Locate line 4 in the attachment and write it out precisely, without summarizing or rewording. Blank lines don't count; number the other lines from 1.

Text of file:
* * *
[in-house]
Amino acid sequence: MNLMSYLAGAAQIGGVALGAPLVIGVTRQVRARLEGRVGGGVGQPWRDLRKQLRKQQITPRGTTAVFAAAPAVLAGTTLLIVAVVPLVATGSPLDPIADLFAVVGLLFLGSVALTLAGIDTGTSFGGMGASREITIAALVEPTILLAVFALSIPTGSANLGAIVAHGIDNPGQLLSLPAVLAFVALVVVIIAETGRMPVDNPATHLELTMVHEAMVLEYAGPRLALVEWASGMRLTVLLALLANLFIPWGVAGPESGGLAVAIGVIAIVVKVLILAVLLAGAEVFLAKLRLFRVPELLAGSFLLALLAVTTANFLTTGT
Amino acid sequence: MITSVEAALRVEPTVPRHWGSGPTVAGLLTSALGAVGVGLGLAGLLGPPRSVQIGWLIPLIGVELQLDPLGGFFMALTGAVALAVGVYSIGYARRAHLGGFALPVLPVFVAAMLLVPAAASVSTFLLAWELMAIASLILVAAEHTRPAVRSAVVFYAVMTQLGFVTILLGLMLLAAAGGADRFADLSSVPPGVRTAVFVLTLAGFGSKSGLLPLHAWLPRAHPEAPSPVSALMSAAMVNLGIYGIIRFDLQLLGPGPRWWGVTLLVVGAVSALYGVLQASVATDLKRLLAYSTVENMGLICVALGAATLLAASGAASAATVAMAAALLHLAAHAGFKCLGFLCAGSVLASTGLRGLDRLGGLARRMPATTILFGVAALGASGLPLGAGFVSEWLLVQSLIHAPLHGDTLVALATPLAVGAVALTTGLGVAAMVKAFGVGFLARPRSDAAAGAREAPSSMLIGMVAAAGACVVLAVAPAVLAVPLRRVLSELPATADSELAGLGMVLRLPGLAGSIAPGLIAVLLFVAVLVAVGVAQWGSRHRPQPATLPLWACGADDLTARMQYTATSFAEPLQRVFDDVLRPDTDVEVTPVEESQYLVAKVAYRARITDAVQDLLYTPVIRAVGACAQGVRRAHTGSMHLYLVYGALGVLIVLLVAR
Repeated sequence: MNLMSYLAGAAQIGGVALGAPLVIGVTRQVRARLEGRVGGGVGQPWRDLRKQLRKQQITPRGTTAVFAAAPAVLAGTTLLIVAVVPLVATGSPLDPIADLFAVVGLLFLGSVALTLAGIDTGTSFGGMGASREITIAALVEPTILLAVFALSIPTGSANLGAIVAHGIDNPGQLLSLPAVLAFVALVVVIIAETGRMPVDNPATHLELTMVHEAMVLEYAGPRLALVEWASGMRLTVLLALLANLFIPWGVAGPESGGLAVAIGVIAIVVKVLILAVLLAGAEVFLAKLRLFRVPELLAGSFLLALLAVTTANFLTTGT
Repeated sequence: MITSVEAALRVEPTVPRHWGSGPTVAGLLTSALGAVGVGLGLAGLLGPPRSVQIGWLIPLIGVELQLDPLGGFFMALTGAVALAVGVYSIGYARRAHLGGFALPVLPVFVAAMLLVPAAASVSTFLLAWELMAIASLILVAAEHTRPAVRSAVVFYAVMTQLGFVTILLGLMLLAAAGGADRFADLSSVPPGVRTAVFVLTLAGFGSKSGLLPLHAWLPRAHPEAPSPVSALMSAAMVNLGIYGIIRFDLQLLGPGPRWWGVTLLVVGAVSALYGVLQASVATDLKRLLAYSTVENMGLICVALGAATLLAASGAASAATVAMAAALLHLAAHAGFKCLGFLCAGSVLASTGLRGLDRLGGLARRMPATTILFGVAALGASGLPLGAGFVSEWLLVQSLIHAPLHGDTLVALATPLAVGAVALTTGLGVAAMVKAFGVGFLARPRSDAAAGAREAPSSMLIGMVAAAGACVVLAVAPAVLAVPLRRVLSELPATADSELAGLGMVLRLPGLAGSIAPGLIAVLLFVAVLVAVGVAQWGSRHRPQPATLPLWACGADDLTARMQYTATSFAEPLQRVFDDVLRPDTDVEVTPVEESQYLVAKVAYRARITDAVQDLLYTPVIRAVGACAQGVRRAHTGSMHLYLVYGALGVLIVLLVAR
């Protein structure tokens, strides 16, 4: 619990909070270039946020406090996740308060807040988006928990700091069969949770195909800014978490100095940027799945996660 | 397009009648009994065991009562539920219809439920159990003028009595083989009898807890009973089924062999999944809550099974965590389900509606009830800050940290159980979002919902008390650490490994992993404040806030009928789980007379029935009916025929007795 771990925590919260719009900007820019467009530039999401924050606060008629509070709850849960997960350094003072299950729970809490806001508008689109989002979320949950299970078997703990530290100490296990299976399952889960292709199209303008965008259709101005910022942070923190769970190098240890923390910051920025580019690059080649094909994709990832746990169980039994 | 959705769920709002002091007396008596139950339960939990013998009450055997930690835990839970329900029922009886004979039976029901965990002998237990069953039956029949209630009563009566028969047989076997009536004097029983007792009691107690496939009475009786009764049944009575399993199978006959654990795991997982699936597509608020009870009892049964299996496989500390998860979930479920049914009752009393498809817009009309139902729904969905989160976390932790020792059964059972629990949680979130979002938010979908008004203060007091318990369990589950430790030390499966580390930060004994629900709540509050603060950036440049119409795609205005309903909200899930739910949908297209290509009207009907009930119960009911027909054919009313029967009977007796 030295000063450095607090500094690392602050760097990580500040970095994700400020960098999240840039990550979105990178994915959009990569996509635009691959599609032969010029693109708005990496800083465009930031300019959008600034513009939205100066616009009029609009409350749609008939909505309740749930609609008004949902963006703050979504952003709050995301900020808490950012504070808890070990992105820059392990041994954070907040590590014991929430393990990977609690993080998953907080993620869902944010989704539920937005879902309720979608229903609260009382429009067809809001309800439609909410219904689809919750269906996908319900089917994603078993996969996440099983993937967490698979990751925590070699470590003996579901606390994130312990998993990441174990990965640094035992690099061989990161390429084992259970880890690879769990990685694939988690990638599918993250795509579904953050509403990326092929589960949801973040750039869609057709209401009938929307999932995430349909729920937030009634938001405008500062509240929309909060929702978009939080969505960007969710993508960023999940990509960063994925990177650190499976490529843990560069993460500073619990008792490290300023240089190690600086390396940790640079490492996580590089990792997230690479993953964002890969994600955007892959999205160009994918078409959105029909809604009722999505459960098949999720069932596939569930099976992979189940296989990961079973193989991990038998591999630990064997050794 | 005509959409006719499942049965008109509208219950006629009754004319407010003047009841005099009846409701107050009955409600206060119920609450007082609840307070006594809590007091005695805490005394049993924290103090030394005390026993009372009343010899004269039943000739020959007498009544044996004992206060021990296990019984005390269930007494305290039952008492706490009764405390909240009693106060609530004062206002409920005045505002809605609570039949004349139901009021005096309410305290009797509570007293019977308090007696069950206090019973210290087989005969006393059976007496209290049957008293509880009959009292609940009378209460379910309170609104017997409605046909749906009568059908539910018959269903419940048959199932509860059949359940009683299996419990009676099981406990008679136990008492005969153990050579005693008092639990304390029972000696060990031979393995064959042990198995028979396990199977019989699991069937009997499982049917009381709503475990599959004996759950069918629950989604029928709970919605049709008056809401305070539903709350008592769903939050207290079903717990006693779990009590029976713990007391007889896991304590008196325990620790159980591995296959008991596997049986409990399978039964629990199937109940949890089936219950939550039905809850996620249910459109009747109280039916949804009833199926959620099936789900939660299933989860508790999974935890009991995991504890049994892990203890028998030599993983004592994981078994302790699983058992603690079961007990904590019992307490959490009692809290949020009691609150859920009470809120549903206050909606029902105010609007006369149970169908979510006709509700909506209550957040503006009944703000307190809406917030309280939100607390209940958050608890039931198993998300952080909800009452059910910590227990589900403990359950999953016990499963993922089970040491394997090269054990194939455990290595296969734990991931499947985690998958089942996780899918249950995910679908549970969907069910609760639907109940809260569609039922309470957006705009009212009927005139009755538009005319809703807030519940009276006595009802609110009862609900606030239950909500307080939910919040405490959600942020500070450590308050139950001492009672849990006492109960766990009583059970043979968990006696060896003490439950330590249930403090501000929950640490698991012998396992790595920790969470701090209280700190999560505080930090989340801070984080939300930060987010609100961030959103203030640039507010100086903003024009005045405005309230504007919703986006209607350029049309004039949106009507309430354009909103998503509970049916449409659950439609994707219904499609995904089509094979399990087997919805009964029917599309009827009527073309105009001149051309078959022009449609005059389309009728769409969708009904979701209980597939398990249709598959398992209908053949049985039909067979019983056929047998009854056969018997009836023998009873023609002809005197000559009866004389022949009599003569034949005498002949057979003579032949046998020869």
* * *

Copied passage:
Repeated sequence: MNLMSYLAGAAQIGGVALGAPLVIGVTRQVRARLEGRVGGGVGQPWRDLRKQLRKQQITPRGTTAVFAAAPAVLAGTTLLIVAVVPLVATGSPLDPIADLFAVVGLLFLGSVALTLAGIDTGTSFGGMGASREITIAALVEPTILLAVFALSIPTGSANLGAIVAHGIDNPGQLLSLPAVLAFVALVVVIIAETGRMPVDNPATHLELTMVHEAMVLEYAGPRLALVEWASGMRLTVLLALLANLFIPWGVAGPESGGLAVAIGVIAIVVKVLILAVLLAGAEVFLAKLRLFRVPELLAGSFLLALLAVTTANFLTTGT